Shrinkage, Radial = small
Max. crushing strength = medium
Density (dry weight) = 61-67 lbs/cu. ft
Density (dry weight) = 46-52 lbs/cu. ft.
Weight = very heavy
Shrinkage, Tangential = small
Shrinkage, Radial = very small
Shrinkage, Radial = large
Shrinkage, Radial = fairly large
Modulus of Elasticity (stiffness) = very high
Hardness (side grain) = medium
Density = very high
Bending strength in the air-dry condition (about 12 percent moisture content) is very high
Bending strength (MOR) = medium

It is hard, and quite resistant to denting

Numerical Data
ItemGreenDryEnglish
Bending Strength1477621353psi
Crushing Strength14992327.psi
Density53lbs/ft3
Hardness2028lbs
Maximum Crushing Strength756310853psi
Shearing Strength2235psi
Static Bending917312515psi
Stiffness214724601000 psi
Toughness220inch-lbs
Work to Maximum Load1216inch-lbs/in3
Specific Gravity0.630.69
Weight5443lbs/ft3
Radial Shrinkage3%
Tangential Shrinkage6%
Volumetric Shrinkage10%
ItemGreenDryMetric
Bending Strength10381501kg/cm2
Crushing Strength105163.kg/cm2
Density849kg/m3
Hardness919kg
Maximum Crushing Strength531763kg/cm2
Shearing Strength157kg/cm2
Static Bending644879kg/cm2
Stiffness1501721000 kg/cm2
Toughness253cm-kg
Work to Maximum Load0.841.12cm-kg/cm3
Specific Gravity0.630.69
Weight865689kg/m3
Radial Shrinkage3%
Tangential Shrinkage6%

References
Bodig, J. and B. A. Jayne. 1982. Mechanics of Wood and Wood Composites. Van Nostrand Reinhold Company, New York.

Boone, R.S., C.J. Kozlik, P.J. Bois, E.M. Wengert. 1988. Dry Kiln Schedules for Commercial Hardwoods - Temperate and Tropical. USDA, Forest Service, General Technical Report FPL-GTR-57, Forest Products Laboratory, Madison, Wisconsin.

Brown, W.H.,1978,Timbers of the World, No. 2 South America,TRADA, Red Booklet Series

Chichignoud, M., G. Deon, P. Detienne, B. Parant and P. Vantomme. 1990. Tropical Timber Atlas of Latin America. International Tropical Timber Organization (ITTO, Centre Technique Forestier Tropical, Division of CIRAD, 45 bis Avenue de la Belle Gabrielle, Nogent-sur-Marne, CEDEX, France.

Chudnoff, M.,1984,Tropical Timbers of the World,U.S.A. Department of Agriculture, Forest Service, Forest Products,Laboratory, Madison.

Erfurth, T., Rusche, H.,1976,The Marketing of Tropical Wood B. Wood Species from S. American Tropical,Moist Forests,F.A.O. Forestry Department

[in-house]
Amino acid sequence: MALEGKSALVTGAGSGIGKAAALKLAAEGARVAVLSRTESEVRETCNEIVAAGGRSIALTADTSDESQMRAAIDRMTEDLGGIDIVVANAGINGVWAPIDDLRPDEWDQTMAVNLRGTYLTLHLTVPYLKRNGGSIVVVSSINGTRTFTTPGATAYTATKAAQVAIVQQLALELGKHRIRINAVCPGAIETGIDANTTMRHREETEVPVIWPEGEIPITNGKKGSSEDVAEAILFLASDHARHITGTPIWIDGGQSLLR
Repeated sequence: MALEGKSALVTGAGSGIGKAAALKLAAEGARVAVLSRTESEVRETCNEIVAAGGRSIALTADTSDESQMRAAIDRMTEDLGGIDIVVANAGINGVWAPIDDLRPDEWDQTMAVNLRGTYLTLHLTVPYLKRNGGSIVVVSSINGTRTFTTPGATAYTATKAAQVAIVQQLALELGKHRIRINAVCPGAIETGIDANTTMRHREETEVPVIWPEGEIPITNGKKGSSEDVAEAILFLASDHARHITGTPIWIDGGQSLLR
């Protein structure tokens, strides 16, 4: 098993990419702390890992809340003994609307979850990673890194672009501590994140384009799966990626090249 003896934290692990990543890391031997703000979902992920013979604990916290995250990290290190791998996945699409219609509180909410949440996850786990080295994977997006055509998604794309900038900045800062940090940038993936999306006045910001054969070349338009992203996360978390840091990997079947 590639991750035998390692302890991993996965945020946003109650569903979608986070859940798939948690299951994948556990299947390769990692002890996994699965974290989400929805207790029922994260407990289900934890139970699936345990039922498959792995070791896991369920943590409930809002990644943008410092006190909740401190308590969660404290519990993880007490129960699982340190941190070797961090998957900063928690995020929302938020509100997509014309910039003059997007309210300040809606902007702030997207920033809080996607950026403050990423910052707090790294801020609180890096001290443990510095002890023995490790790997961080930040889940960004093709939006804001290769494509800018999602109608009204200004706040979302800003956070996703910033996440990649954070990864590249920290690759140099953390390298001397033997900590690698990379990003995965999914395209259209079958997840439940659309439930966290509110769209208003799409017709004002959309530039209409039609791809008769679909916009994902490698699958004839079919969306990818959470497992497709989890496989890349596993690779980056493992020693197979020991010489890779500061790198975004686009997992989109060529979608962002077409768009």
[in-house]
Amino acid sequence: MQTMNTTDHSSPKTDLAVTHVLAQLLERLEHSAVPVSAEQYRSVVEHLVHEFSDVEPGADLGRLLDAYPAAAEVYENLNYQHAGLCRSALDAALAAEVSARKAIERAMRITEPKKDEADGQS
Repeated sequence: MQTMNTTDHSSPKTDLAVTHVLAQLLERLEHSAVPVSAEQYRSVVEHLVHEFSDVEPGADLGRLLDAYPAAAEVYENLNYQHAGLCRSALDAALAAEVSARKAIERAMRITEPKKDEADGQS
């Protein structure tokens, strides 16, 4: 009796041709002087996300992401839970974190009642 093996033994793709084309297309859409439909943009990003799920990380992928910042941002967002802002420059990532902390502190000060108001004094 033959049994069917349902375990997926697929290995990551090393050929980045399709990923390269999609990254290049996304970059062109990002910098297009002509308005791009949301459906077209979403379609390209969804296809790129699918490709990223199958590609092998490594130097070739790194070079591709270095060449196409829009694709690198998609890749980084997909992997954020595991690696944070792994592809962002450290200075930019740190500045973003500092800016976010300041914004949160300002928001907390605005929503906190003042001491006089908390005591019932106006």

Fanshawe, D.B.,1948,Studies of the Trees of British Guiana Part 3,Tropical Woods,12(93,pp1-28

HMSO. 1981. Handbook of Hardwoods, 2nd Edition. Revised by R.H. Farmer, Department of the Environment, Building Research Establishment, Princes Risborough Laboratory, Princes Risborough, Aylesbury, Buckinghamshire.

Jackson, A. and D. Day. 1991. Good Wood Handbook - The Woodworker's Guide to Identifying, Selecting and Using the Right Wood. Betterway Publications, Cincinnati, Ohio.

Kaiser, J. 1990. Wood of the Month Annual - Purpleheart:The Beautiful Oddball. Supplement to Wood and Wood Products, September, 1990. Page 8A.

Kaiser, J. 1992. Wood of the Month: Purpleheart - The Versatile Purple Wood. Wood & Wood Products, July, 1992. Page 62.

Kline, M. 1980. Peltogyne paniculata - Purpleheart. In a Guide to Useful Woods of the World. Flynn Jr., J.H. Editor. King Philip Publishing Co., Portland, Maine. 1994. Page 262-263.

Lavers, G.M. 1967. The Strength Properties of Timbers. Forest Products Research Bulletin, No. 50 (Spersedes Bulletin No. 45). Ministry of Technology, Her Majesty's Stationery Office, London.

Lincoln, W.A. 1986. World Woods in Color. Linden Publishing Co. Inc., Fresno, California.

Longwood, F.R.,1962,Commercial Timbers of the Caribbean,U.S.A. Department of Agriculture, Agriculture Handbook,No.207

Nairn, P.M., Editor. 1936. Wood Specimens - 100 Reproductions in Color - A Series of Selected Timbers Reproduced in Natural Color with Introduction and Annotations by H.A. Cox. The Nema Press, Proprietors of Wood, London.

NWFA. 1994. Wood Species Used in Wood Flooring. Technical Publication No. A200. National Wood Flooring Association, Manchester, MO.

Sallenave, P.,1955,Proprietes Phyiques et Mecaniques des Bois Tropicaux de l'Union Francaise,C.T.F.T

Takahashi, A.,1975,Compilation of data on the Mechanical Properties of Foreign Woods (Part 2,Central and South America,Shimane University, Japan, Research Report on Foreign Wood No.4

Vink, A.T.,1965,Surinam Timbers,Surinam Forest Service Paramaribo,3rd rev. ed.

Wangaard, F.F., and A.F. Muschler. 1952. Tropical Woods - Properties and Uses of Tropical Woods, Volume III, No. 98. School of Forestry, Yale University, New Haven, Connecticut.

Wangaard, F.F., W.L. Stern, and S.L. Goodrich. 1955. Tropical Woods - Properties and Uses of Tropical Woods, Volume V, No. 103. School of Forestry, Yale University, New Haven, Connecticut.